San Francisco, California, USA
Lyft may not yet be in Australia, but as it is by far the biggest bike share provider in the USA, and part of a ride share/bike share company with a US$19.3 billion (A$25.7 billion) market capitalisation, the launch of their latest model is still significant.
The new model, launched in San Francisco on 6th June features a much longer battery life, a lower centre of gravity and a saddle that can better accommodate smaller riders.
There’s no gear shifter. The electric motor mounted in the rear wheel has sensors that automatically adjust to the rider’s torque, cadence and speed. A digital console mounted on the handlebars will alert riders to things like local speed limits and out-of-bounds parking zones. Reflective white paint, like the kind found on traffic signs, provides better visibility.
“We obviously learned a lot over the last few years,” said John Zimmer, Lyft’s president and co-founder. “This is the first piece of hardware we designed from the ground up to take those learnings and create an experience that is super safe.”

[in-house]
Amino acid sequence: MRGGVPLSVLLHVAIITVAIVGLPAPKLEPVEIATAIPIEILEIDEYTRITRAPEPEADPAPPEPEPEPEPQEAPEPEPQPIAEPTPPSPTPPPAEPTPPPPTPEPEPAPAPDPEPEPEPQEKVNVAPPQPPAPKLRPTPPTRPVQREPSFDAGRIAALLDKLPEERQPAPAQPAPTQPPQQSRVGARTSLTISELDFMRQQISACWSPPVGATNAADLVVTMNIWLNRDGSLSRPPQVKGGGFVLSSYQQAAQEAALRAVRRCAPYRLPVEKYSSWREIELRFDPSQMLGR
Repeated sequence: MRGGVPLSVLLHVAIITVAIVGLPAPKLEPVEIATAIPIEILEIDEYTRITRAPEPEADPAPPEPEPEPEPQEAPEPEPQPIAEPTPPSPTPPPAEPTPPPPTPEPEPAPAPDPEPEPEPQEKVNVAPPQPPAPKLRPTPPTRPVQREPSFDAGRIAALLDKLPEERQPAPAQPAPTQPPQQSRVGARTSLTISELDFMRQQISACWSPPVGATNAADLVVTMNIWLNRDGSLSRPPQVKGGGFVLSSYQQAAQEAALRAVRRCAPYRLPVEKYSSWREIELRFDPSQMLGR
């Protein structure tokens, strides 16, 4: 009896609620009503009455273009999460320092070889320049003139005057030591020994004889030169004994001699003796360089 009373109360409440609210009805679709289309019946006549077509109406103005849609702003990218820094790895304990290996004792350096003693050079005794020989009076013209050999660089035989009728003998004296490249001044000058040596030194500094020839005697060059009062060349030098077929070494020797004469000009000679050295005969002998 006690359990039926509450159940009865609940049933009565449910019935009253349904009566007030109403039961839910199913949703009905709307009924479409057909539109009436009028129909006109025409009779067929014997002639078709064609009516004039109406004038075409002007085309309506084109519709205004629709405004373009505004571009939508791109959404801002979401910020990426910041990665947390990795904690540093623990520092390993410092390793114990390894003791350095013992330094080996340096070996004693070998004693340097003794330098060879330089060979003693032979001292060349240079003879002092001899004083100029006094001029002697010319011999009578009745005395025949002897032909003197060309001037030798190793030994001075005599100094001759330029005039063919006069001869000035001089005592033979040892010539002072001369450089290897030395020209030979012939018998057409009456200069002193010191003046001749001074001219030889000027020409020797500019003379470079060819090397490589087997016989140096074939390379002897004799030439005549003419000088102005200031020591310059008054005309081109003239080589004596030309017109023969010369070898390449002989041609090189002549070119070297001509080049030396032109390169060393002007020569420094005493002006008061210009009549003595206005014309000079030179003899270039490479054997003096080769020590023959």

The first 100 bikes will arrive in San Francisco’s Bay Wheels system as part of a multi-week public beta test, according to the company. A wider rollout is slated for Chicago’s Divvy system, with more cities added by the end of 2021. New models will replace old e-bikes as they wear out.
There’s a lot riding on these sleek new e-bikes, which come nearly three years after Lyft’s acquisition of Motivate, the largest bike share operator in North America and two years after introducing the first e-bikes into its fleets. That roll-out was rough. In 2019, dozens of reported brake-related injuries in New York City led Lyft to pull roughly 1,000 electric Citi Bikes from the streets, a move it repeated in Washington D.C., and San Francisco. That brake issue eventually led to at least six lawsuits. The company pulled its Bay Area bikes again a few months later due to a few catching fire.
A spokesperson said that the new bikes have been exhaustively tested to meet U.S., Canadian and international safety standards. They also feature parts that are easier to disassemble and repair and internal sensors that flag repair needs to technicians.
E-bike technology is facing a pivotal moment. As fears of Covid-19 found people looking for transportation alternatives, a slew of manufacturers entered the e-bike market in the U.S., and sales of electrically assisted bicycles took off during the pandemic, growing 145% from 2019 to 2020.
In May 2021, both Citi Bike (NYC) and Divvy (Chicago) broke their previous single-day bike share ridership records.
Most of this article was first written by Laura Bliss for Bloomberg CityLab